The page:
When Incumbents Get a Free Ride - Pacific Standard

When Incumbents Get a Free Ride

Fielding candidates in unfavorable districts might seem like a waste of precious resources to a party—and most of the time, it is—but it's also a responsibility.
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Statehouse dome in Springfield, Illinois. (Photo: LongitudeLatitude/Flickr)

Statehouse dome in Springfield, Illinois. (Photo: LongitudeLatitude/Flickr)

Elections are generally considered the key to representative democracy. Voters may grow tired of them, but elections nonetheless serve a valuable purpose: a chance to hold politicians accountable for their actions. If we don't like the way they've behaved in office, we can kick them out and find someone new. The very threat that that might happen is supposed to make politicians behave better.

This is a situation where parties, rather than individual candidates, really need to take up the slack. The incentives for any individual to mount the electoral equivalent of a suicide mission just aren't great.

This whole theory falls apart if politicians run unopposed. A one-candidate election is essentially no election at all. Of course, this doesn't happen much for higher offices; even very popular presidents still draw challengers. Senators and governors are rarely given a free ride. But go a bit further down the ballot and you may be surprised by how little competition there really is.

In a forthcoming paper from Legislative Politics Quarterly (draft here), Steve Rogers examines just how often United States House incumbents and state legislative incumbents are challenged. As the chart below shows, typically 80 to 90 percent of House incumbents are challenged each election. That's pretty respectable, although it still means that 50 or so House seats go uncontested each election. But the real story is in state legislatures, where usually fewer than 60 percent of incumbents are challenged. Almost half of state legislators across the country face no challenger at all.

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Why might this be? Well, for one thing, quite a few districts just aren't very competitive. You can blame gerrymandering or voter sorting or anything you want, but in many districts, it's very obvious which party is going to win. Which means that in order for a seat to be contested, the out-party has to find some poor sap who is willing to put her life on hold for six months, tap all of her friends and family for money, and submit to media scrutiny, all for a race she's 99 percent likely to lose.

It's vitally important to field lots of candidates even in seats where that party has little shot at winning. It gives the party the chance to take advantage of changes in the political environment or colossal errors by the other party.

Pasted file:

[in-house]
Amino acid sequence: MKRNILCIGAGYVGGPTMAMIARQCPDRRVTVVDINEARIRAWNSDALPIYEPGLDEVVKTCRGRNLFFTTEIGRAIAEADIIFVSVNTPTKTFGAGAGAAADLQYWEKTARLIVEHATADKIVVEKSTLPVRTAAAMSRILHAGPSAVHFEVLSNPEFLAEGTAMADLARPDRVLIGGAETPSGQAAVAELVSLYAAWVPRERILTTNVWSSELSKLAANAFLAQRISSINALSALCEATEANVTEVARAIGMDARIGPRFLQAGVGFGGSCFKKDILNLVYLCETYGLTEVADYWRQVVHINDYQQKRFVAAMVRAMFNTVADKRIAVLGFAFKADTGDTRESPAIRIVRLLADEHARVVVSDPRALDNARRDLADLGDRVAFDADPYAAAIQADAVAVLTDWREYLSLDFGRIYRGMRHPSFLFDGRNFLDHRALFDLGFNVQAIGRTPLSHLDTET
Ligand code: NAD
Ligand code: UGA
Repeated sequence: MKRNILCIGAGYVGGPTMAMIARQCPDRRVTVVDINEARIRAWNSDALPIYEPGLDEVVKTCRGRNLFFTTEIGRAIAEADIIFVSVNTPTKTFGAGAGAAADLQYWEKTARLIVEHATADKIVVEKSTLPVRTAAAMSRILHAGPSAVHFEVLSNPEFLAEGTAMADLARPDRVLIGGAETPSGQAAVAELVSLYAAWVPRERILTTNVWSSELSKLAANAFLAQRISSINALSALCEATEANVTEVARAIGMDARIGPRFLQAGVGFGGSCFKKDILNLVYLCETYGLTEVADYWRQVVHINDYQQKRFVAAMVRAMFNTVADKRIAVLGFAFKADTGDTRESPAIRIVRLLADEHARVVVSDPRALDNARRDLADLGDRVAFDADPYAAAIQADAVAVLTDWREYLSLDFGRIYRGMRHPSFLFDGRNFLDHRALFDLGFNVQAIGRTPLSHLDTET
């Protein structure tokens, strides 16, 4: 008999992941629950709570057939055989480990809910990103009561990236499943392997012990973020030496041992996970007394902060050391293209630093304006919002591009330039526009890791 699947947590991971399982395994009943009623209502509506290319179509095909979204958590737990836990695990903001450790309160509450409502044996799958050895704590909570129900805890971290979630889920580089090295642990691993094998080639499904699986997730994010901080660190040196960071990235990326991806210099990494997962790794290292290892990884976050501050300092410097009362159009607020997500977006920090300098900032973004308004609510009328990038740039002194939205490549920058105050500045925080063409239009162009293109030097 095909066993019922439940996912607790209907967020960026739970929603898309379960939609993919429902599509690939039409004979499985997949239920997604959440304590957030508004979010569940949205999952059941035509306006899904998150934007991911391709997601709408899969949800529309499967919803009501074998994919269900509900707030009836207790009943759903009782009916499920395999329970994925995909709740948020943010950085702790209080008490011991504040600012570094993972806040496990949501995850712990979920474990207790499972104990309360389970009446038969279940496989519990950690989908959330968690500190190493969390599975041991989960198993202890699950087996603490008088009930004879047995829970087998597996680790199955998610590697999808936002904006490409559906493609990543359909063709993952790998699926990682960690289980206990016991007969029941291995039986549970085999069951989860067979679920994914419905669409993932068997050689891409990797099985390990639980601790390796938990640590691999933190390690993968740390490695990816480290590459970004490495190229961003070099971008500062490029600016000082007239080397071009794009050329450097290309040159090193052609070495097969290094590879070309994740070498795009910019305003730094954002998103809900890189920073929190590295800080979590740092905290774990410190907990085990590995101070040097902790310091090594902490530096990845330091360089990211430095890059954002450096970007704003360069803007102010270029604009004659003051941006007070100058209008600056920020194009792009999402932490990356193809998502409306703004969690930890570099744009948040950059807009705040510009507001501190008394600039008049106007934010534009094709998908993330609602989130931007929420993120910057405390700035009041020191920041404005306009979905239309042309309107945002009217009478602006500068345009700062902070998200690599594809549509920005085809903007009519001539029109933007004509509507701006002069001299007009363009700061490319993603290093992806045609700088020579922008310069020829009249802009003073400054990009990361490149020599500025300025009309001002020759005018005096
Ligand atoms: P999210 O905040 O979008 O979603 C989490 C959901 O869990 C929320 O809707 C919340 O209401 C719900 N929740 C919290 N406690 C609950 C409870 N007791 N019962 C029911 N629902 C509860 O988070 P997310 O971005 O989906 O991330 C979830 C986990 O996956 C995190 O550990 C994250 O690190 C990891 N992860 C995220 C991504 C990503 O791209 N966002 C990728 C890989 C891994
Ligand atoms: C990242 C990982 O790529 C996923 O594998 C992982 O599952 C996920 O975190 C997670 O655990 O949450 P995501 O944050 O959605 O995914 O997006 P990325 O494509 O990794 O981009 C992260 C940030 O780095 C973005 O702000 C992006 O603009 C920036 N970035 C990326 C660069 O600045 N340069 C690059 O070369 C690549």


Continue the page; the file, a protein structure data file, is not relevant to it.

Sure, there are some perks to running a losing race: It can generate some press, maybe helping out your business, and it can endear you to some people in your party for the prospects of a future office. Also, you never know what might happen. There could be a scandal or a big shift in the political climate and you might find yourself in office. But at the state legislative level, that's usually not enough of a payoff to counter the down sides. Most of those posts pay less than $30,000 a year, and most voters still won't be able to pick you out of a line-up. Plus, you'll probably lose the seat in the next election.

This is a situation where parties, rather than individual candidates, really need to take up the slack. The incentives for any individual to mount the electoral equivalent of a suicide mission just aren't great. For a party, however, it's vitally important to field lots of candidates even in seats where that party has little shot at winning. It gives the party the chance to take advantage of changes in the political environment or colossal errors by the other party. It also keeps the other party in check—they're less likely to govern in an extreme manner if they're more confident people will run against them.

In the summer of 2010, the Democratic challenger to Governor Dave Heineman (R) in Nebraska withdrew due to a scandal, and it briefly looked like there would be no Democratic challenger in that race at all. At that point, political scientist Larry Sabato gave an interview excoriating the Nebraska Democratic Party, saying:

[Democrats not finding a candidate] would display such weakness. And really, for a group that receives special privileges under the law because they provide Americans a choice, it would be a dereliction of duty.

He was, of course, completely right. Fielding candidates in unfavorable districts might seem like a waste of precious resources to a party—and most of the time, it is—but it's also a responsibility. Arguably, it's the most important responsibility parties have.

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